our ten friends who had email addresses with a recording
of Josh’s first cry. It went viral! We sent out invitations to
Socrates by email, and we were the first program to have
online registration. It was like pulling teeth to get the Institute
to receive registrations and take Visa cards online.
Fifty people paid $300 per person for the weekend in
Aspen in 1996. We were barely married two years, we had a
one-year-old, and we hosted the “Socrates Society” of the
Aspen Institute. We wanted people to understand in advance
that they’d possibly read Socrates and have a Socratic
dialogue. From the beginning, we used the Aspen campus and
people stayed at the Meadows. And when they came, people
loved talking with their peers, socializing in the evenings, and
having the whole thing be just a weekend.
Our generation had never been presented with opportunities
to think of the kinds of issues I would talk about with friends
in Silicon Valley: Are you interested in foreign policy toward
Russia? How do we protect ourselves? What are the tradeoffs between security and liberty in US foreign policy? People
didn’t have that chance outside college. To find moderators, I
would talk to Leonard and others to identify experts in their
fields. At the time, the Institute did not allow anyone from
outside to moderate—only in-house, well-trained moderators.
Today, all aspects of the Institute have wonderful moderators
who are from a wide, wide variety of fields.
Early on, David Gergen offered a seminar on values-based
leadership. We announced it online and it sold out in ten
minutes. It crashed the system. We’d never thought to cap the
number of spots, we were so brand new: 30 people signed up
in ten minutes, and the room could only take 25.
About ten years later, a wonderful man named Bill Budinger
loved the seminar and helped us financially support it. He
said we should do programs at the Wye, Maryland, campus
and suggested a program where we’d invite staffers from the
Senate to interact with each other. So once a year in October,
we hold Senate Socrates at Wye with ten to 12 participants
Ruth Bader Ginsburg, speaker, with Jeffrey Rosen, moderator
from Congress, half Republicans and half Democrats, and
participants from the public and private sectors.
A year after we started Socrates, Gary was nominated for
the first class of the Henry Crown Fellowship Program. Crown
participants have to identify a project they will work on. Gary
used Socrates as his Crown leadership project. That helped
bring it more into the Institute.
GARY LAUDER, President, Lauder Partners: The earlier that
people go through programs, the stronger the impact. Most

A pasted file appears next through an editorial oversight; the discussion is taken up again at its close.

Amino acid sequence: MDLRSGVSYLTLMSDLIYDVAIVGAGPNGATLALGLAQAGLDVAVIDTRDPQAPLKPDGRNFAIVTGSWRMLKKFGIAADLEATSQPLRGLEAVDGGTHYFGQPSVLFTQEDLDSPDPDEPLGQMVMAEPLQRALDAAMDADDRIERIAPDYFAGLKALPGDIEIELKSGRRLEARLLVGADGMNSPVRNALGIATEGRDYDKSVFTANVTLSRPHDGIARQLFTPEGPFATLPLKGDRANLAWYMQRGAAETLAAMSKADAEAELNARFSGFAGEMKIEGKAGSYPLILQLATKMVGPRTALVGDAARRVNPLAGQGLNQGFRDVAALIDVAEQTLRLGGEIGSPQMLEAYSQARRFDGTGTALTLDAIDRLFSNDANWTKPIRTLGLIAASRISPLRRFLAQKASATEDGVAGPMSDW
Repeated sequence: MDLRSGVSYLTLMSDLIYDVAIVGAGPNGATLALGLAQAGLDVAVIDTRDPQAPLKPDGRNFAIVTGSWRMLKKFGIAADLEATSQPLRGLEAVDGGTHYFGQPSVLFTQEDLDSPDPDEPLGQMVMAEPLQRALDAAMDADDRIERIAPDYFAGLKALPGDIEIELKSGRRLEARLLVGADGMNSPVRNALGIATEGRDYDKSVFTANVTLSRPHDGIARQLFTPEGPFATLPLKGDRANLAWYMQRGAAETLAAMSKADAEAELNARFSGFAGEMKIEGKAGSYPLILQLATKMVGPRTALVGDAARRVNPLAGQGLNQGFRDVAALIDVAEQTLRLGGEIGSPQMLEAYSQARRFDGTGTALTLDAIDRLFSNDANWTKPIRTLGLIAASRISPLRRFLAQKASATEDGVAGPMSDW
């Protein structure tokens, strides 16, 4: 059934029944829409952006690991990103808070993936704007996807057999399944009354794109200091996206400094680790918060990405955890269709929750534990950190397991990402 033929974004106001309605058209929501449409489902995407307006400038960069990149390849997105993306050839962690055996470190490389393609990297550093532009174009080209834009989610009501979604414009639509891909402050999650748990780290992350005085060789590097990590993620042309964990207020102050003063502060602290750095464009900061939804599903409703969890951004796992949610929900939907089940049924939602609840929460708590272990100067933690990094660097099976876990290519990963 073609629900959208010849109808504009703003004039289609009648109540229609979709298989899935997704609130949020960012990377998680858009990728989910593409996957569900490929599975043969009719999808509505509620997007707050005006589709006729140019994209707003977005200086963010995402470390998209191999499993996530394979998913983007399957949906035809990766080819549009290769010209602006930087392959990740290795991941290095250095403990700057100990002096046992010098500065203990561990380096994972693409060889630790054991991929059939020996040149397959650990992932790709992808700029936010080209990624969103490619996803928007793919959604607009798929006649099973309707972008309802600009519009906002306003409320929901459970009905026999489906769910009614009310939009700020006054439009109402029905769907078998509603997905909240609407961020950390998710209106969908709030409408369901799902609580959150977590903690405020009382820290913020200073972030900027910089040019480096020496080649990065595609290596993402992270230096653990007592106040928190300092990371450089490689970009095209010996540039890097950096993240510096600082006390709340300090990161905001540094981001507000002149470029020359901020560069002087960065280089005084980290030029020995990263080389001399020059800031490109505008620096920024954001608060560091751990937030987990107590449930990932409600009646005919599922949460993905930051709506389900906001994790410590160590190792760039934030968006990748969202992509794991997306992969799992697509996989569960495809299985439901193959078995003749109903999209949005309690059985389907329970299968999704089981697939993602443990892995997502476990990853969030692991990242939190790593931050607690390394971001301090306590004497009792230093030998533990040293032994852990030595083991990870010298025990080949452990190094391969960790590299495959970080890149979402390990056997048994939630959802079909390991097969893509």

had been for people wealthy enough to be semi-retired. It
dawned on me that that was at the wrong end of their lives. In
1992, when I brought Laura to Charlie Firestone’s seminar, we
both loved it and thought that would be of broader interest to
people. People would tell us, “It’s great to have young people
coming”—and we were the only young people around. Now,
20 years later, I’ve been to 30 or 40 Socrates seminars. The
process has helped change me. It has improved my thought
processes. I never want to miss one.
WILLIAM D. BUDINGER, Aspen Institute Trustee: I was not
involved with the Institute when Socrates began. The program
was an outlier. Gary and Laura dreamed it up and worked really
hard to bring in their friends, primarily in the tech industry, to
introduce them to the beauty of the Aspen Socratic moderated
seminar. The seminars would go into these various topics in
depth; often the world’s leading experts would moderate, and
Gary and Laura were able to bring them in. What Gary and Laura
did was create one of the new crown jewels of the Institute.
As time went on, instead of being an outlying adjunct,
Socrates slowly and imperceptibly moved toward the
mainstream of the Institute. The beauty of the program today
is that we often have waiting lists for our seminars. Those
waiting lists are filled with people who have a pretty good
chance of being tomorrow’s leaders in business, nonprofits,
even government. Socrates gives us a chance to touch those
people, introduce them to something they haven’t thought of
since college. It brings them back into the joy of learning.
I’ve done several Executive Seminars and many Socrates
seminars. The Executive Seminar is six days long; Socrates is